Ancient black holes hidden away in deep space have left behind nuclear clues about the first-ever stars, according to Professor Raffaella Schneider from the Department of Physics of Sapienza University of Rome, Italy, who leads a team of stellar archaeologists.
What exactly is a black hole and how can astronomers observe them?
‘A black hole is a natural product of stellar evolution – when a massive star exhausts its nuclear fuel it ends its life and collapses, reaching such a high density that not even the light is able to escape. We cannot directly see black holes, but we can see the enormous gravitational influence they have on their surroundings and the electromagnetic emission from the gas that feeds the black hole.’
You are the principal investigator of the FIRST project, funded by the European Research Council (ERC), which investigates the nature and properties of the first stars and galaxies – why is this important?
‘My project deals with the very first period of evolution of the structure of the universe – the first billion years of its life. Our aim is to have a better understanding of the first stars that formed, the nature of the first galaxies and the nature of the first black holes. Huge black holes are found in the nucleus of present-day galaxies but these black holes have considerably larger masses than we would expect from stellar evolution – and therefore they are fundamental actors in galaxy evolution. We want to understand why galaxies host these huge early black holes at their centre and what effect they have on the evolution of the galaxy.’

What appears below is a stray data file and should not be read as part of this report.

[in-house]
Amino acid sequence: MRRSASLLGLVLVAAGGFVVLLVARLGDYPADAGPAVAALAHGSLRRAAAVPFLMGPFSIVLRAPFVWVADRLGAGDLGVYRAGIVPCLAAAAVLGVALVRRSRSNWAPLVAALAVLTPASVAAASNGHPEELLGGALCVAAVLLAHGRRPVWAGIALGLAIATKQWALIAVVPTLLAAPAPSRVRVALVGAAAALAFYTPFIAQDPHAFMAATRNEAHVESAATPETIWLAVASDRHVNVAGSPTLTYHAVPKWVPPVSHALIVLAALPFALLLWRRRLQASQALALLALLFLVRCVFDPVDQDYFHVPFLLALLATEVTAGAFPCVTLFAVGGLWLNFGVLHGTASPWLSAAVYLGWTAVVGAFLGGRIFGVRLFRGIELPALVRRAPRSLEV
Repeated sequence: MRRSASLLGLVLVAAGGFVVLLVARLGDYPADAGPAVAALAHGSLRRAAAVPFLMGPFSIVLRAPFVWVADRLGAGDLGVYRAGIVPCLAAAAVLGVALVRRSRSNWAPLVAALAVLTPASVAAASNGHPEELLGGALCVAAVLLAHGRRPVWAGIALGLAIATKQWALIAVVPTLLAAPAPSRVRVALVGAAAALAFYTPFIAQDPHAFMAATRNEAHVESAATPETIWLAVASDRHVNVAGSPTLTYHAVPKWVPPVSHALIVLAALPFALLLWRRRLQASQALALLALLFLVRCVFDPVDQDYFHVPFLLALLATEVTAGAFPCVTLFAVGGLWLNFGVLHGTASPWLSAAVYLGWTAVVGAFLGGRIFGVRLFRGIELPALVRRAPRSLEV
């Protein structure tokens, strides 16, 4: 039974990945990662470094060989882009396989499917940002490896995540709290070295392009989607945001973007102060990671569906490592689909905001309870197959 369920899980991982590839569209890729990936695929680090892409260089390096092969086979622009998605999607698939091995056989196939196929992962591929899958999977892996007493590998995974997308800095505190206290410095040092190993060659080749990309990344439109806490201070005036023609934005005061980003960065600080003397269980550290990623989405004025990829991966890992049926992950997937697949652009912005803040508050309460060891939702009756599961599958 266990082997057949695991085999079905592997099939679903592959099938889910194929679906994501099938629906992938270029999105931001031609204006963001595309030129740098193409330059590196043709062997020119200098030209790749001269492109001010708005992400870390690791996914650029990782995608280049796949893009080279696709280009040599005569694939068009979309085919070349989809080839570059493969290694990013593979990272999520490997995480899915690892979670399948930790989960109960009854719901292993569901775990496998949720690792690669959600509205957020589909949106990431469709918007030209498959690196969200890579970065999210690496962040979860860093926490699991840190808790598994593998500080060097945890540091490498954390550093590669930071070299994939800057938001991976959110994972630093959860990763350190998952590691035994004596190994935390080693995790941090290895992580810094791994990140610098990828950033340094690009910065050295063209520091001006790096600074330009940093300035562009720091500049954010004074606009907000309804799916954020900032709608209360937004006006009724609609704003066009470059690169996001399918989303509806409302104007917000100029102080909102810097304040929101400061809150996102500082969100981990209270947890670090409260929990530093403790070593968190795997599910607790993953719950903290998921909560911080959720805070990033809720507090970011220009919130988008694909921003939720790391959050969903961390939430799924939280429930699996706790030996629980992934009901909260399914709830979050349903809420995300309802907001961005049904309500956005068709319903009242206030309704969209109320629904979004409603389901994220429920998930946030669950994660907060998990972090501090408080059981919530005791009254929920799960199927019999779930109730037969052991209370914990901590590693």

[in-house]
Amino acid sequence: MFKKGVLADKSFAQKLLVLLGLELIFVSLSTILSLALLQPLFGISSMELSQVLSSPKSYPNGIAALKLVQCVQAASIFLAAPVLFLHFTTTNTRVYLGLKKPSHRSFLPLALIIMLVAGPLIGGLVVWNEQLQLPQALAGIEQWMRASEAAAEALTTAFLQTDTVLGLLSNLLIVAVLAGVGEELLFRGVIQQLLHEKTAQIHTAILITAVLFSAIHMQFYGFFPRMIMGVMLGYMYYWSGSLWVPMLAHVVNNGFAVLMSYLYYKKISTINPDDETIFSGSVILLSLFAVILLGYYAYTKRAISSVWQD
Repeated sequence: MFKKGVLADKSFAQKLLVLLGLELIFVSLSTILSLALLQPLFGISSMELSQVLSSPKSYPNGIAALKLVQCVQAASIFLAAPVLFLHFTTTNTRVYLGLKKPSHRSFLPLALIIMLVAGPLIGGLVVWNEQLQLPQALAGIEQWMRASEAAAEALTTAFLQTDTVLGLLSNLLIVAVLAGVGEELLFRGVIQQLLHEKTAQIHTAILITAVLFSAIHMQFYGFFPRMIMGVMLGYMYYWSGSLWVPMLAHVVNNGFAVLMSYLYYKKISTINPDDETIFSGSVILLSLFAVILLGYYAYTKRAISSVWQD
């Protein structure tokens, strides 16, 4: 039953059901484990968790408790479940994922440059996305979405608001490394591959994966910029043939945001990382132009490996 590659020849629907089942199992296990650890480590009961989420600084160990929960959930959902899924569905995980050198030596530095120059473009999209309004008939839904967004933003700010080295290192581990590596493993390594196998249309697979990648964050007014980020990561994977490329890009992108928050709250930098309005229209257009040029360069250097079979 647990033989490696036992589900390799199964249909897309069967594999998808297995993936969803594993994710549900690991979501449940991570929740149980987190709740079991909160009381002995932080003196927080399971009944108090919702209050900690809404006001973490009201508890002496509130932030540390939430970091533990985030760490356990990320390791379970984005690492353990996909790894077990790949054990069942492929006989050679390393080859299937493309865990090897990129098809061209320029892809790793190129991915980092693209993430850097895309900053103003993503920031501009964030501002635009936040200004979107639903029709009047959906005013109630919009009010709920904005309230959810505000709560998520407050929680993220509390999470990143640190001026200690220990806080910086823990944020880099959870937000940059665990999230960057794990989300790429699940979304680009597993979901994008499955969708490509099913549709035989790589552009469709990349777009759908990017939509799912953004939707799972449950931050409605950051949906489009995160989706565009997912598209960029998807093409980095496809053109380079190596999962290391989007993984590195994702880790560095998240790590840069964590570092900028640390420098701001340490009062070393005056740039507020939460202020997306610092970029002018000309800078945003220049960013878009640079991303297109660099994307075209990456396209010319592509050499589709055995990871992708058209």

What conclusions do you hope to draw from your observations?
‘We want to provide the link between stellar mass black holes formed by a collapsing star and the nuclear black holes found at the centre of galaxies. We observed at early cosmic times that huge black holes with masses comparable to the masses we observe in the present-day universe are already in place in galaxies only a billion years after the Big Bang – when the universe had reached about 5 % of its present age. So clearly one of the aspects we were interested in trying to address was to provide a theoretical framework to understand the early growth of these super massive black holes and how this relates to the properties of the first stars and the evolution of the first galaxies.’
What are the challenges involved in travelling so far back in time to observe what was happening at the dawn of the universe?
‘From an observational point of view we had to use the best available telescopes. We use data coming from very deep observations from both the Hubble Space Telescope and from ground-based telescopes. The deeper you go the higher the chance you can observe these objects that are very distant from us.
‘From a theoretical point of view when we want to predict or interpret the observations done with these big telescopes we have to run simulations. These can help us to predict the properties of the first galaxies, the first black holes and the consequences these have on galaxies we observe now.’